3. Easy to use: The guiding principle behind the development of Cure Medical's catheters was not only to make them safe but also easy for the average person to use. 

  4. Benefits a good cause: Cure Medical donates 10% of all their profits to medical research to find a cure for central nervous system disorders and spinal cord injuries. 


180 Medical is proud to carry a wide array of products from Cure, as well as many others. When you order your intermittent catheters from 180 Medical, you can be sure you're receiving a quality product. 
brands
Of course, the choice of which catheter to use is highly personal and depends on many factors, so no single brand or type of catheter is going to be right for everyone across the board. Please consult with your health care professional to discuss what type might be best for your needs, or contact one of our friendly, highly-trained specialists to discuss your options.

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14 Dos and Don'ts of Self-Cathing

by Jessica February 25 2016 21:38
At 180 Medical, we want to make sure you have all the information you need to stay as healthy as possible, especially when it comes to your catheterization needs. If your doctor or nurse practitioner has prescribed a regimen of self-catheterization, you're not alone. Many people all over the world use catheters every day to help them empty their bladder. All it takes is a little practice. 

Here are some helpful tips:

dos and donts of self cathing

DO:

  1. Gather all your supplies before beginning.
  2. Maintain as sterile an environment for yourself as possible. If you're away from home, we know that can be a little more difficult, since you can't control how clean a public restroom is. Just be sure to wash your hands thoroughly before catheterization and/or put on gloves before beginning. You may also wish to use antiseptic wipes to clean the area before inserting the catheter. A kit of insertion supplies may further to make the procedure more sterile and prevent possible infections. washing hands
  3. Follow the schedule for self-cathing that your healthcare professional prescribed for your specific condition. Stay on the self-catheterization schedule that your healthcare professional instructed you to follow. If you miss your scheduled time, catheterize as soon as you're able to do so. 
  4. Use the right catheter product for your needs, based on your doctor's instructions. 180 Medical has a wide array of all the top brands and types of intermittent catheters, including straight, coude, hydrophilic, closed systems, pediatric, and more. Our highly-trained product specialists would love to help you find the catheter that works and feels best for you.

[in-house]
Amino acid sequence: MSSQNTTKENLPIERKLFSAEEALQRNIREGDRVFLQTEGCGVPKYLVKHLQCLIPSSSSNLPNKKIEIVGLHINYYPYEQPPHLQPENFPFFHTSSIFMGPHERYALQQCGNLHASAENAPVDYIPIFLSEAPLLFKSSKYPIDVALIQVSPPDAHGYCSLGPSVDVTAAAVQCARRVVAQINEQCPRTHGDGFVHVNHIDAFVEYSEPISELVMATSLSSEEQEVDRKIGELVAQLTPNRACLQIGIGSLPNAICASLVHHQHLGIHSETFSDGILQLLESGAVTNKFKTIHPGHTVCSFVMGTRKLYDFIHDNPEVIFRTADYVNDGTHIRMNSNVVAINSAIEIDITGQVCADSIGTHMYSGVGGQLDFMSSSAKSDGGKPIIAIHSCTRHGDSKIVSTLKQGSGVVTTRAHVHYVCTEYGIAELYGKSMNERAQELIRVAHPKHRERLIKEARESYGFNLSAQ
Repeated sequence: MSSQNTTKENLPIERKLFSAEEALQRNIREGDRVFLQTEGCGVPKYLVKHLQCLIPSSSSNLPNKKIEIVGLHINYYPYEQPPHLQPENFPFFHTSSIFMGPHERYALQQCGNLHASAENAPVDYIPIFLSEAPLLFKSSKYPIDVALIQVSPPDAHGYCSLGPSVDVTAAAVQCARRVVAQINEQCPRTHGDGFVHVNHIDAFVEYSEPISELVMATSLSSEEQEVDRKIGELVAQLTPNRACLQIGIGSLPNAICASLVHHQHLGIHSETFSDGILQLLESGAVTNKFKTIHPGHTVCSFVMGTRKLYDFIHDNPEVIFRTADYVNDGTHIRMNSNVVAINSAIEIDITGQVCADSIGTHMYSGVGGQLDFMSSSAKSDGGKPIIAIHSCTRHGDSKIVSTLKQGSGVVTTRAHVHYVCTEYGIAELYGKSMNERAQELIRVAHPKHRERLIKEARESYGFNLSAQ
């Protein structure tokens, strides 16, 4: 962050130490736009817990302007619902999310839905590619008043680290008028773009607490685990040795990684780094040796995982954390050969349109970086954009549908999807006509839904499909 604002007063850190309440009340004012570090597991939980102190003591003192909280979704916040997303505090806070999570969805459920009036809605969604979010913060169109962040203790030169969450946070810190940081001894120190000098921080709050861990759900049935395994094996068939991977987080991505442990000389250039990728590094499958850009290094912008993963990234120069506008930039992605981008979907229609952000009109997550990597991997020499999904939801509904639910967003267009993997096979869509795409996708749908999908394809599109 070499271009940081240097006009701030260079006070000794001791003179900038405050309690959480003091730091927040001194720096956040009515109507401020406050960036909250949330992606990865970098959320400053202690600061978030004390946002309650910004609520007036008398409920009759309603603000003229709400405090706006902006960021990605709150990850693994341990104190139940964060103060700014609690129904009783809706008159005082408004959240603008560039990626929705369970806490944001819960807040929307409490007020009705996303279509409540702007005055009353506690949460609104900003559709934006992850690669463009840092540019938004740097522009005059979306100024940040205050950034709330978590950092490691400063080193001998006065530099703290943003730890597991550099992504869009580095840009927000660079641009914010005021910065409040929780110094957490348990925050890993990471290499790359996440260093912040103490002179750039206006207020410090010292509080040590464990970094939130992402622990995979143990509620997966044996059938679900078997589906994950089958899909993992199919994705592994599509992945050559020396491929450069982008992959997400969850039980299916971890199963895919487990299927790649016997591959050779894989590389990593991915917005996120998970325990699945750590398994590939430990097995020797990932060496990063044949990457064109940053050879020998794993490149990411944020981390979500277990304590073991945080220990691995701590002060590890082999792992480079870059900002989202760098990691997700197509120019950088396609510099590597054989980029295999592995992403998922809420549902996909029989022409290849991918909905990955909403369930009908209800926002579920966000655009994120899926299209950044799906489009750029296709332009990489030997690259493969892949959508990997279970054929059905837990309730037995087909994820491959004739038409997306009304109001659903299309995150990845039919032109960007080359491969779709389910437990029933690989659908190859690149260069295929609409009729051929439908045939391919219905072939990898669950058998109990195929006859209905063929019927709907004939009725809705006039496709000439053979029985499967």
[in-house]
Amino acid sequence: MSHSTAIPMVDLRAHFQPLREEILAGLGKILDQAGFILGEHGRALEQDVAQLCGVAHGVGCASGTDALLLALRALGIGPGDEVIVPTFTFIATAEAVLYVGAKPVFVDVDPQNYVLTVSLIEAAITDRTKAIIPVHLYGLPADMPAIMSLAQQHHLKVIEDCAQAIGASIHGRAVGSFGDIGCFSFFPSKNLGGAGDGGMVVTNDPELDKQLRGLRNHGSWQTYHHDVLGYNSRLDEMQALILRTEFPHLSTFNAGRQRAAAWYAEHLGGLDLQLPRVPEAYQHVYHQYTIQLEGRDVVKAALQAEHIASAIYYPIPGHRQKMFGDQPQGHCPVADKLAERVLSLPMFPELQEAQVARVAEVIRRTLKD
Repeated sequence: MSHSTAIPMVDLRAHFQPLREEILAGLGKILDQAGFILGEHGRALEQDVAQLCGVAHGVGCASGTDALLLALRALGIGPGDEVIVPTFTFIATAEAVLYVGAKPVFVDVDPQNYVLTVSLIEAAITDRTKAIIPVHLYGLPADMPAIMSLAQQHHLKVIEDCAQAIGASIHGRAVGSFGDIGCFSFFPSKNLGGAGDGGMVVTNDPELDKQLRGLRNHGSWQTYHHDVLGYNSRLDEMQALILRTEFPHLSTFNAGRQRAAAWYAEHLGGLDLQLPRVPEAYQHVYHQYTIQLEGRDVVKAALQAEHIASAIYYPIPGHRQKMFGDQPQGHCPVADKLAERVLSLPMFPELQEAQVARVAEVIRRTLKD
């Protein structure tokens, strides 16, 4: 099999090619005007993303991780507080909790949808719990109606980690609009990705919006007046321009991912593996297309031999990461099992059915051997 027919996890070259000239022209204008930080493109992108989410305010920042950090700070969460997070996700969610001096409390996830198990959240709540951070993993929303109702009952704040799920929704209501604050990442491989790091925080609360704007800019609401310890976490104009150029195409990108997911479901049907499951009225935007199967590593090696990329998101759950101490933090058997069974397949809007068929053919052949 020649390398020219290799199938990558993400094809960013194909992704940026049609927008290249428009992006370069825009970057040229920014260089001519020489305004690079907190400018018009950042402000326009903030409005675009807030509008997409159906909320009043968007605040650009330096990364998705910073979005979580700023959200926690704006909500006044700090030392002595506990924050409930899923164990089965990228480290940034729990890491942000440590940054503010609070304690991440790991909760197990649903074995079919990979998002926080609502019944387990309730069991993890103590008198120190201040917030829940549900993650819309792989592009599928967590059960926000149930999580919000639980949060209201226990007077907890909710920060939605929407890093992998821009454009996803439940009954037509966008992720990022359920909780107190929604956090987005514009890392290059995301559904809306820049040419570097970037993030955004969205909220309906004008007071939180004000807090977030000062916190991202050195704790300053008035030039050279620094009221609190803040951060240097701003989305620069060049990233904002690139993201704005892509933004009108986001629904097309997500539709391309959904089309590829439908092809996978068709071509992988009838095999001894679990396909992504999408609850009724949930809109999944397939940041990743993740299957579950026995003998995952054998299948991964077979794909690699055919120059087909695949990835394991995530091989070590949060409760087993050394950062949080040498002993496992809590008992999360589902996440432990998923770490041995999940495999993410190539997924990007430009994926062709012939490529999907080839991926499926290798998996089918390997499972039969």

5. Stay hydrated. Drinking plenty of fresh water is good for your urinary system and your whole body. 
  6. Make sure you are using your catheters correctly. Follow the instructions given by your healthcare professional. 180 Medical also carries helpful instructional booklets and DVDs for supplemental education. 
  7. Ask if your insurance plan covers catheter supplies. We are contracted with thousands of plans, and we can contract your insurance for you to find out what kinds of catheter products are covered and how many you could get per month for your specific needs, per your healthcare professional's recommendation. 

DON'T:

  1. Don't reuse catheters. The FDA considers intermittent catheters to be only good for a single use. Studies show that sterile use (using a catheter one time and then disposing of it) reduces risk of urinary tract infections. Most major insurance companies today cover enough catheters for sterile use, because they know that reusing catheters often leads to infections, which can end up costing insurance companies more money. 
  2. Don't use someone else's catheters. We've gotten a few questions before where someone's friend or family member no longer need to use their catheters, and they have a few leftover which they offered to give away. It's risky to use a catheter that is prescribed for someone else, because everyone's body is different. For instance, some people require a coude tip to bypass urethral strictures, when a straight tip catheter just won't do. There are different lengths and French sizes to consider as well. When in doubt, consult your healthcare professional. 
  3. Don't use petroleum jelly to lubricate your catheter. It's best to use sterile water-soluble lubrication to lessen chances of infection and make the catheterization experience more comfortable. 
  4. When using a hydrophilic catheter, don't forget to burst the water packet, which activates the bonded lubrication, making the tube slippery and ready to use. 
  5. Don't forget to bring your catheter supplies with you wherever you go. For more information on catheterizing in public restrooms, go here for a detailed blog by an actual catheter-user.
  6. Don't ignore the signs of a urinary tract infection: fever, chills, aching in the lower back, cloudy or smelly urine, and burning sensations. See your doctor to have tests run and cultures taken at the first sign, so that it can be treated properly. 
  7. Don't worry too much. Remember that many people self-cath every day. As you continue, it will get easier, and eventually you'll be a seasoned pro. 
180 Medical has provided superior service and quality catheter and ostomy supplies to customers for years. Give us a call or contact us on live chat to see why so many choose and stay with us for their much-needed supplies.